Since your dog just started doing this so frequently recently, I would take him to the vet to make absolutely sure it's not being caused by an illness. If you honestly have reduced the dog's meal intake as well, the unexpected weight gain despite the dog being on a diet is also something that you might want to investigate. Weight gain can also be caused by illnesses. It's possible your vet told you your dog is still eating too much because it is fairly common with owners whose animals are overweight for their indulging their pets way too much to be the root cause, and they will feel bad and cheat on their dog's diet by constantly giving it extra food. If you are strictly following the diet, then it seems odd that the dog gained and not lost weight.

If illness is ruled out, you might think to any changes to the dog's environment that could cause a change in behavior. The obvious is the change in diet. Maybe it's even the case that as you said the dog is hungry due to the sudden reduction in portion size, and so he's eating dirt.

  • Thanks. I doubt it's separation anxiety because he has access to the balcony with these plant pots when people are around him. He actually sometimes just waits by the door waiting for someone to open it for him and then we find out he's gone eating dirt. He should get some shot not too far from now, so I could ask during that visit at the vetrinarian, but can you name some of the common medical conditions that may induce weight gain?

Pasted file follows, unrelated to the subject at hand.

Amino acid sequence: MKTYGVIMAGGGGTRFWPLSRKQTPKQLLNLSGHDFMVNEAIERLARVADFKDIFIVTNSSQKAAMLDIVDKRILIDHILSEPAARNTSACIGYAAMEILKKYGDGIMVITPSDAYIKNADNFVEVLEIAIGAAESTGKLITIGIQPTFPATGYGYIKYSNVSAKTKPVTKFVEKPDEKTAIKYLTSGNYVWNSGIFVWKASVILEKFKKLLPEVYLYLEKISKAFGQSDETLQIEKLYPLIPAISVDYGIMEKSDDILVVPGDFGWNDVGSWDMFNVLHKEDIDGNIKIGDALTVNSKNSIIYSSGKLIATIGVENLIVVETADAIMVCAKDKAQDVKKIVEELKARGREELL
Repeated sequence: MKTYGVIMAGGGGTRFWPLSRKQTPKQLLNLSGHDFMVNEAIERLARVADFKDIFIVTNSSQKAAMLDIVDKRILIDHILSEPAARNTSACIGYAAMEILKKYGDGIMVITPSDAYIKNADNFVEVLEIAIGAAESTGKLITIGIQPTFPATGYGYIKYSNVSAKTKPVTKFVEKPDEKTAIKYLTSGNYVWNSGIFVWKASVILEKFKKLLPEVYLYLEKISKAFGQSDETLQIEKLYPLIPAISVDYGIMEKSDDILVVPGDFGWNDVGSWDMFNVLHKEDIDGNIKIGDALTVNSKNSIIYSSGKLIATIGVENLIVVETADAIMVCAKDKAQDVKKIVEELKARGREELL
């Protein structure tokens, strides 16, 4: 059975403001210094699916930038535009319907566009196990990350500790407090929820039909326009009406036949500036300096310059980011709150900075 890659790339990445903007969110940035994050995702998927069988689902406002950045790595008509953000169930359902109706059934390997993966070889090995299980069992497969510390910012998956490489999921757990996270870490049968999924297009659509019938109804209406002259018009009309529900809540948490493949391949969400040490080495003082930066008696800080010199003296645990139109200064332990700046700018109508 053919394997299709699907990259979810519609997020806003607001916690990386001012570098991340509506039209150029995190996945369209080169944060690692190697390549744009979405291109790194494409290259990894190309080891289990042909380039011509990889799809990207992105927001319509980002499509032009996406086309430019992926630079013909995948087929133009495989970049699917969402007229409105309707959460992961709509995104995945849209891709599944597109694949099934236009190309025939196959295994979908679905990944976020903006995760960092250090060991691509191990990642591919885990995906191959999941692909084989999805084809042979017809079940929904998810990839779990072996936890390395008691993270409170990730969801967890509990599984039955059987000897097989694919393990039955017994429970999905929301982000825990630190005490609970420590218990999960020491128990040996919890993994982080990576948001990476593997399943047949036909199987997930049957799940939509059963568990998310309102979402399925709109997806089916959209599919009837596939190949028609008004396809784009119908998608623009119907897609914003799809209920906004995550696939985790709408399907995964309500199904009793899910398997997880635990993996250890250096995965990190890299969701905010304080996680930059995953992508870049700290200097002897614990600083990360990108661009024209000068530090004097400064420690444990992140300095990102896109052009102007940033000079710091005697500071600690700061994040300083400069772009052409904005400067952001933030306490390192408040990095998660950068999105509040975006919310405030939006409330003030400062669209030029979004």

– TLSO
    Mar 27, 2022 at 20:08
  • I'm not remotely an expert on vet stuff, but I know that hypothyroidism or other endocrine disorders can cause it. I wouldn't be surprised if a lot of illnesses could have weight gain as a symptom, to be honest.
    – Kai
    Mar 27, 2022 at 21:08
  • 1
    pets.webmd.com/dogs/hypothyroidism-in-dogs When looking up hypothyroidism in dogs, I found that Labrador Retrievers are actually a breed more predisposed to it, so it might be good to ask about.
    – Kai
    Mar 27, 2022 at 21:31
  • Yeah, it did come up in a seatch earlier but I'm not sure it matches my dog that much. But I will ask the veterinarian, although my dog already had blood test taken a couple of months ago because of the dental cleaning and he said it seems fine (there a "well, here there's... nah, it's fine" moment, but nothing was explained so I don't know what's the reference).